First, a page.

Oceanography The Official Magazine of
The Oceanography Society
Volume 27 Issue 03

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Volume 27, No. 3
Pages 24 - 31


Overview of Operational Ocean Forecasting in the US Navy: Past, Present, and Future

William Burnett Scott Harper Ruth PrellerGregg Jacobs Kevin LaCroix
First Paragraph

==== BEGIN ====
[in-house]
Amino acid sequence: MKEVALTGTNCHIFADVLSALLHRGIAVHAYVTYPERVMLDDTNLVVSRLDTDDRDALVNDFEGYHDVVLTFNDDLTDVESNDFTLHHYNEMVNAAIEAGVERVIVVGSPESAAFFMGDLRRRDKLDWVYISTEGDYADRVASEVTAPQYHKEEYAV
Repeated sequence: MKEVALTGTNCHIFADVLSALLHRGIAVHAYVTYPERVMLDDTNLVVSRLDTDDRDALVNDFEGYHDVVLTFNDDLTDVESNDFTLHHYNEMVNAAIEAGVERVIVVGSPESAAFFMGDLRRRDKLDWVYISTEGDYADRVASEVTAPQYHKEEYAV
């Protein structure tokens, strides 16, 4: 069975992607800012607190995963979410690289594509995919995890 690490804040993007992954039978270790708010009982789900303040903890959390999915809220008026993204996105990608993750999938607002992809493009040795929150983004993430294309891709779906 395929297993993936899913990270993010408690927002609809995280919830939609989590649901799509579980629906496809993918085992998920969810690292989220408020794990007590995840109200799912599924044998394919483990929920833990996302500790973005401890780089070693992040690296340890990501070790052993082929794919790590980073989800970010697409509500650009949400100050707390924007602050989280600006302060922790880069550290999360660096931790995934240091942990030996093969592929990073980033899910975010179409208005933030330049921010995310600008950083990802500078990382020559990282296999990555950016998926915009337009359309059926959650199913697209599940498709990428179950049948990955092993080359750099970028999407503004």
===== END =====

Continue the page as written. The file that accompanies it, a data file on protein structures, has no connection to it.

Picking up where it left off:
A popular cigarette advertisement from the 1960s exclaimed, "You've come a long way, Baby!" That sentiment could be applied to Naval Oceanography. The US Navy has navigated the course of developing prediction technology over many fundamental shifts in global geopolitics while addressing the evolving challenges at the forefront of the oceanography mission to ensure the safety of the nation's armed forces. Originally motivated by Soviet-era submarine programs, accurate acoustic prediction necessitated forecasting the positions of ocean fronts and eddies. Since then, the scope of Naval Oceanography has expanded to encompass a littoral focus, including applications that assist Navy SEa Air and Land (SEAL) teams, amphibious vehicle landings, and mine warfare. The fundamental physics governing the universe remains unchanged and so has the Navy's need to understand ocean physics, build numerical representations, connect to data streams, and assimilate observations in order to provide forecasts addressing the challenges of today and tomorrow. A well-planned course is no accident, and the Navy's leading edge in ocean prediction is the result. This paper provides a description of the path to this leading edge, a synthesis of the current operational architecture that enables Naval Oceanography, an analysis of the triumphs of the last 10 years that are part of today's oceanography portfolio, and a prediction of what the next 10 years holds for Naval Oceanography.


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